Sunday, December 10, 2017

History of Poliomyelitis

Polio in Greek ‘polios’, gray, and ‘myelos’, spinal cord, is a disease characterized by aseptic meningitis and lytic infection of the anterior horn cells of the spinal cord by one of three human poliovirus serotypes.

Thirty five hundred years ago an Egyptian craftsman craved a bas relief steal depicting a young man (Roma the Guardian) with a crippled withered leg.

He supported himself with a staff held under his arm much as one might use a crutch. The young man shrunken leg characteristic of the flaccid, paralysis or ‘foot drop’ is typical of that seen following paralysis in childhood. The young man probably had a disease call poliomyelitis – polio for short – as a child.

Roma is the oldest documented victim of poliomyelitis. The discovery of the this 18th dynasty Egyptian is evidence that this disease has a long history.

One palaeopathological studies, the markedly deformed foot of the nineteenth dynasty (1225 BC) Pharaoh Siptah has also been posited as evidence of poliomyelitis.

The writings of Hippocrates make reference to a variety of crippling conditions, some of which may have been attributes to poliovirus.

In 1789, Michael Underwood, an English physician was the first to describe ‘debility of the lower extremities,’ which he attributed to ‘teething’ or ‘fever.’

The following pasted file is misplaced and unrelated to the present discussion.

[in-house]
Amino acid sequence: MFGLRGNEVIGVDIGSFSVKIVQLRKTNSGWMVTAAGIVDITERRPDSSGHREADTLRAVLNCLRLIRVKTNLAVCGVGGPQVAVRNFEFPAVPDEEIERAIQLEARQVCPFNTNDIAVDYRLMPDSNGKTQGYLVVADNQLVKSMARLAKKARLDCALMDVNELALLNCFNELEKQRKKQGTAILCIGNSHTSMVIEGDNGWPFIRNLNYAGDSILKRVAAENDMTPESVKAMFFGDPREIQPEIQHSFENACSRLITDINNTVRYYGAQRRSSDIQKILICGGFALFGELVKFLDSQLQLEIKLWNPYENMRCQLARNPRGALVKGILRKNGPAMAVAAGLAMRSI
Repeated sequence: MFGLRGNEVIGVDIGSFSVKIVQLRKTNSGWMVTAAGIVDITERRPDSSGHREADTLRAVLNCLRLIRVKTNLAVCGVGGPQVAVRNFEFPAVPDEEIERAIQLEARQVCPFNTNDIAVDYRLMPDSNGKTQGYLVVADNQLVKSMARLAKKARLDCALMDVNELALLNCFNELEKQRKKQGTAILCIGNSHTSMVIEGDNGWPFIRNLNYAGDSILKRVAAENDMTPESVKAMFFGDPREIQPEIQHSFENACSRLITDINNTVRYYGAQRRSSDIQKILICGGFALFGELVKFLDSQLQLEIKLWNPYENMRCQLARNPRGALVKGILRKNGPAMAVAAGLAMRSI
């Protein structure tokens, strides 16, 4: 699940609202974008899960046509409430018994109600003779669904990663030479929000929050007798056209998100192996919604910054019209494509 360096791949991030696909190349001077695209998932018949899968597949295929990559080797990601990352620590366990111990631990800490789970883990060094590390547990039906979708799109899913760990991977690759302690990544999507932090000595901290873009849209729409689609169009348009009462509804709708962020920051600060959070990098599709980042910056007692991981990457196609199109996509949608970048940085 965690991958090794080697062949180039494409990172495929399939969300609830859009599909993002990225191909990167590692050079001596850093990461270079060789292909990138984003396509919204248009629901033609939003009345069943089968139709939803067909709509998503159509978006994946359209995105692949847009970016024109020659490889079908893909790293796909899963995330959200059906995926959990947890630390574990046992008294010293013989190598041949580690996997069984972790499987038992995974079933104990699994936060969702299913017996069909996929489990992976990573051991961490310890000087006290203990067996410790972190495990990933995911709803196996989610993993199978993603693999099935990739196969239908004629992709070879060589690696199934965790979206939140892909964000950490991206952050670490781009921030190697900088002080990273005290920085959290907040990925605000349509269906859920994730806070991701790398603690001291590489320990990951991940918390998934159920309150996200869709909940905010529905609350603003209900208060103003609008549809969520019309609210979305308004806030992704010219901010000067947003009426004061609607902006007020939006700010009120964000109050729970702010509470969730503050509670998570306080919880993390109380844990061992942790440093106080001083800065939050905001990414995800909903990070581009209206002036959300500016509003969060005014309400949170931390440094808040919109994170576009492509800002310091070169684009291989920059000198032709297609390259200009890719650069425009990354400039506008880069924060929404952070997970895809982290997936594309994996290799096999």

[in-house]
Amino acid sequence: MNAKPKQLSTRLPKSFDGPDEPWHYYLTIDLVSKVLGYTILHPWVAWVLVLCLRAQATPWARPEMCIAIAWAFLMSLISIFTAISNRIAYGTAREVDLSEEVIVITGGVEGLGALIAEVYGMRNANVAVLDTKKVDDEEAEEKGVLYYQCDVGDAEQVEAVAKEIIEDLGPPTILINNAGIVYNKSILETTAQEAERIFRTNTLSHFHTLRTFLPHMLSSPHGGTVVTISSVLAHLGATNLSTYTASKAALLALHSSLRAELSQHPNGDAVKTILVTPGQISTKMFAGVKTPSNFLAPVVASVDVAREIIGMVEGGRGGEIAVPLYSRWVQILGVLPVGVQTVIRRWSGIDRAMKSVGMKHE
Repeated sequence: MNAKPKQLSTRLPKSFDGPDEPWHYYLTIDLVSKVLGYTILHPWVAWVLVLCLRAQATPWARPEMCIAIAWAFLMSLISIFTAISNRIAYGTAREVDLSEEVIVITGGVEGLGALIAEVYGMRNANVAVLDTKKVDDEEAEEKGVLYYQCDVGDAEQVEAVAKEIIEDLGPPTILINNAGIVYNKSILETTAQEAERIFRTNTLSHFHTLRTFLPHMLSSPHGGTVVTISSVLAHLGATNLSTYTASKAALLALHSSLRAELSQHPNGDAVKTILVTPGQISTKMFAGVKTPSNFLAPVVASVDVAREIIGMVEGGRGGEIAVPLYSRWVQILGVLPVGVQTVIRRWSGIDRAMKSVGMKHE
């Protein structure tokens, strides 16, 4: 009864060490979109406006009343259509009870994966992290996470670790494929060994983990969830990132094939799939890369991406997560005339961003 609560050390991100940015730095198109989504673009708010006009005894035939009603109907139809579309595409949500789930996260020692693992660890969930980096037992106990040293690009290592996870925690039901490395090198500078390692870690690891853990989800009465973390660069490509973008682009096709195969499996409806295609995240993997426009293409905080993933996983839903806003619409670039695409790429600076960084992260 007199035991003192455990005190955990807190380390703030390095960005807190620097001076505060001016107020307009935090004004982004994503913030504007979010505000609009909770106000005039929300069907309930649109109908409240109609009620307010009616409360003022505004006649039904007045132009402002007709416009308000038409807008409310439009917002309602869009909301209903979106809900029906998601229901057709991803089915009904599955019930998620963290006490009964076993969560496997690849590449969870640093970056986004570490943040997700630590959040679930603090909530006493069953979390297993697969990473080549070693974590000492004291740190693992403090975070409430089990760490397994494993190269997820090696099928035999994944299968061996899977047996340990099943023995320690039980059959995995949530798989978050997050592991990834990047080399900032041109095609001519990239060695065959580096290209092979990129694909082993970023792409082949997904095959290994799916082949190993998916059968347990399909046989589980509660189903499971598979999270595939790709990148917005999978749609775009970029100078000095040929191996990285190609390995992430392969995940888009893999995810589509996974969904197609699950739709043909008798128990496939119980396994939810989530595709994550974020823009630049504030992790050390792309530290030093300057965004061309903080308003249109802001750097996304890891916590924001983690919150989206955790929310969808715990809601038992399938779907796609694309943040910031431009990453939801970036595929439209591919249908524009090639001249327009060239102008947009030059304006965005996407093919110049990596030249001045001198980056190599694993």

In 1894, the disease caused an outbreak in Vermont when 119 children were diagnosed with polio.

European and American researchers had established the viral etiology of polio by 1909 and many felt confident that etiologic precision would enable them to explain the spread of the disease.

In 1916, the United States faced one of the worst polio epidemics of the 20th century, when polio killed 6000 people and paralyze an additional 27,000.

The last cases of polio in the United States were in 1979 and 2005. In both instances, unvaccinated persons from Amish communities were the source of the outbreak.

Currently United States and other developed countries, poliomyelitis due to naturally occurring poliovirus has been eliminated by widespread immunization.
History of Poliomyelitis
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